She hears a bell and notes that time is measured in bells “as once in nunneries”. Such is an apt analogy since the Handmaid uniform is like a nun’s habit, complete with white-winged headdress. The outfit is almost all red which, according to Atwood, represents fertility, menstruation, and childbirth. It's also considered to be associated with sex and promiscuity, a la The Scarlet Letter. The white wings serve to constrict their view of the world and to prevent wandering eyes. In a way, Gilead has eliminated sexual harassment; or at least, publicized sexual harassment (i.e. whistling, catcalling, hitting on, groping). They are still harassed by their Commanders, Wives, and Aunts, but in Gilead, the irony is paved over with hypocrisy and propaganda.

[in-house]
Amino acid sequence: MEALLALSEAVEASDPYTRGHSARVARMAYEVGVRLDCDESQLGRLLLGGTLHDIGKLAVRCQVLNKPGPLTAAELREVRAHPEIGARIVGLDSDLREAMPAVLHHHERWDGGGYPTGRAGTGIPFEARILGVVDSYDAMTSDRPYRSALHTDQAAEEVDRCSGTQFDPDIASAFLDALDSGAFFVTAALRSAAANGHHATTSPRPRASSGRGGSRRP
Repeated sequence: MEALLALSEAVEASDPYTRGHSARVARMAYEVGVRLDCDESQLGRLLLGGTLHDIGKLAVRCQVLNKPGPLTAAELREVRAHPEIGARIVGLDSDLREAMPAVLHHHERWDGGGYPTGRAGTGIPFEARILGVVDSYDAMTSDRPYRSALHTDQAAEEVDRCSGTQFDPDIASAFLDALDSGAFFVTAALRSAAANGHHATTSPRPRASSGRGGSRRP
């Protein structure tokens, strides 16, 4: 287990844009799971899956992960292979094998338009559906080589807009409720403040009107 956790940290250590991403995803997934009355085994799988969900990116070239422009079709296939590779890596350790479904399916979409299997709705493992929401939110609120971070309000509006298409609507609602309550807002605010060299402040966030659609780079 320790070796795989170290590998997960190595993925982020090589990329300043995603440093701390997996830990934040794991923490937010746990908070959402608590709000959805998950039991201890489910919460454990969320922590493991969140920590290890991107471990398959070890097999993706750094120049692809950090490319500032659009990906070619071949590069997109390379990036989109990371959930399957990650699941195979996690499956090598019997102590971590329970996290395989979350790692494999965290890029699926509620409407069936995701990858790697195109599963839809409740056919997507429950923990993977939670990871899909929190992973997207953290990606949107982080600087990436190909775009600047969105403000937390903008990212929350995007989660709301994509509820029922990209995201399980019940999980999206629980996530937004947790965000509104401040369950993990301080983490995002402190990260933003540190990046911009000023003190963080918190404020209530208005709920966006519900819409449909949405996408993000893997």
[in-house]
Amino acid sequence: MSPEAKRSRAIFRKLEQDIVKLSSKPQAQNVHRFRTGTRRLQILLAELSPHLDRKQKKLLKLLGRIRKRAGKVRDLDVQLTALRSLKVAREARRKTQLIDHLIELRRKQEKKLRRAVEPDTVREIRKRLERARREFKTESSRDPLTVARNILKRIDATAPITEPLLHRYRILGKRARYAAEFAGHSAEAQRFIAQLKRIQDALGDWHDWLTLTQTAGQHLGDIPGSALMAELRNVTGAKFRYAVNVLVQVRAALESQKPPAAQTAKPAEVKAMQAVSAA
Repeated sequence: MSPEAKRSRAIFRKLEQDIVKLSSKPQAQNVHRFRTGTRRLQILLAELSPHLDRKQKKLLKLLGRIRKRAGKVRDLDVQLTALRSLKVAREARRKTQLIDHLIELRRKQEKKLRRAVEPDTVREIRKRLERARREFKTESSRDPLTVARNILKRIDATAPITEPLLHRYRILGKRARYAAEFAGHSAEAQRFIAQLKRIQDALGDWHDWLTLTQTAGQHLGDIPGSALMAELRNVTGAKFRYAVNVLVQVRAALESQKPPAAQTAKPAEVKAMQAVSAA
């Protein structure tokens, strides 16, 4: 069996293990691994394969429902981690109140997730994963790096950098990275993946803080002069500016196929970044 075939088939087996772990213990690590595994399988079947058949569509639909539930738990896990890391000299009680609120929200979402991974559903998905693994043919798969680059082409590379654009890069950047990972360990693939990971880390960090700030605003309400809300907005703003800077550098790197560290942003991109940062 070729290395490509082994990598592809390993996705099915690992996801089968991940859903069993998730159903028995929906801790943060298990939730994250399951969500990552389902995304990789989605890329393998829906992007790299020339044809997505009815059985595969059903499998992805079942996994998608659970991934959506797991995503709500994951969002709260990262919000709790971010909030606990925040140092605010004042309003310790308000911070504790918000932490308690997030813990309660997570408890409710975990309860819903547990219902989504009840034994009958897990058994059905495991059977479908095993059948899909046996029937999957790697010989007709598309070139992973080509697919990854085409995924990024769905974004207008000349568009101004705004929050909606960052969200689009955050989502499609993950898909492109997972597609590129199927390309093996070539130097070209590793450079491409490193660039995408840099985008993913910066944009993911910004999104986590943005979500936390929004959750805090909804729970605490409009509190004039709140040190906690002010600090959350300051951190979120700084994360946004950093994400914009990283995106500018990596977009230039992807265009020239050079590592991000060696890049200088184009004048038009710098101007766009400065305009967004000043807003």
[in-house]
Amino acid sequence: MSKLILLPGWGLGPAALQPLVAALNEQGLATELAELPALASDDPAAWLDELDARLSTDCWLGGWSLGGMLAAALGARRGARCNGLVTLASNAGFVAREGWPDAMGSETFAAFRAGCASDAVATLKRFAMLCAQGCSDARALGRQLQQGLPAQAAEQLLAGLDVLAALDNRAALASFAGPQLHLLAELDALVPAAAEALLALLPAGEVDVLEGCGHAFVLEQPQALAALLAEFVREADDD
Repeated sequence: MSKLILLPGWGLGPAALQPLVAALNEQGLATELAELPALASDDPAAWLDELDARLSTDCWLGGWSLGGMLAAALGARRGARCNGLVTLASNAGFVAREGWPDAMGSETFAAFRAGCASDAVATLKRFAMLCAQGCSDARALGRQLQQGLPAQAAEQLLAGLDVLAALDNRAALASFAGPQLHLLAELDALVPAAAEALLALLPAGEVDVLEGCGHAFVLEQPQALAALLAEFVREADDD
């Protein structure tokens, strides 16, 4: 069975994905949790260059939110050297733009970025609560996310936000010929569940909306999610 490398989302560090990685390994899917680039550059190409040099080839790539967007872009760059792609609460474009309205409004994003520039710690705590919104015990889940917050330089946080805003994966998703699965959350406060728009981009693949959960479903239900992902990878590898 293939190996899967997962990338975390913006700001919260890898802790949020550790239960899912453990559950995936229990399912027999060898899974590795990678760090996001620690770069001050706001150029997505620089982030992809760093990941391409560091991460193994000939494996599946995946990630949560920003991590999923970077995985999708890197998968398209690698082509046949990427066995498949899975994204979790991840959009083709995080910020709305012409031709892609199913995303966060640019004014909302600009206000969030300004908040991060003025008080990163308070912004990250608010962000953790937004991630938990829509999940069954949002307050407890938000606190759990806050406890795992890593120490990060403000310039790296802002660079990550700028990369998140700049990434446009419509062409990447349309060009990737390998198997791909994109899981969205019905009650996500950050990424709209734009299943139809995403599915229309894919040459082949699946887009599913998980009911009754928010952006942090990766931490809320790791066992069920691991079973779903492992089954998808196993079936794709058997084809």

Offred is adamant to correct herself when she refers to the room as hers. This is not her home, it is her prison, her gulag in which she’s expected to work for her keep. She doesn’t want to allow herself to become complacent, because that’s how this mess all started. She leaves out of the room, remarking on the furnishings and embellishments of the house, how its aged and was once for large families. Offred notes that the sitting room is “motherly,” ironic since the owners have no children. The color motif strikes again in a glass mural of red and blue, representing Handmaid and Wife respectively. Offred walks past a mirror and notes that her reflection is fairy-tale almost, and this brings Red Riding Hood into mind. “A Sister, dipped in blood.” This shows that she doesn’t identify her own reflection as herself, possibly representing a loss of identity, which is overall true given her status.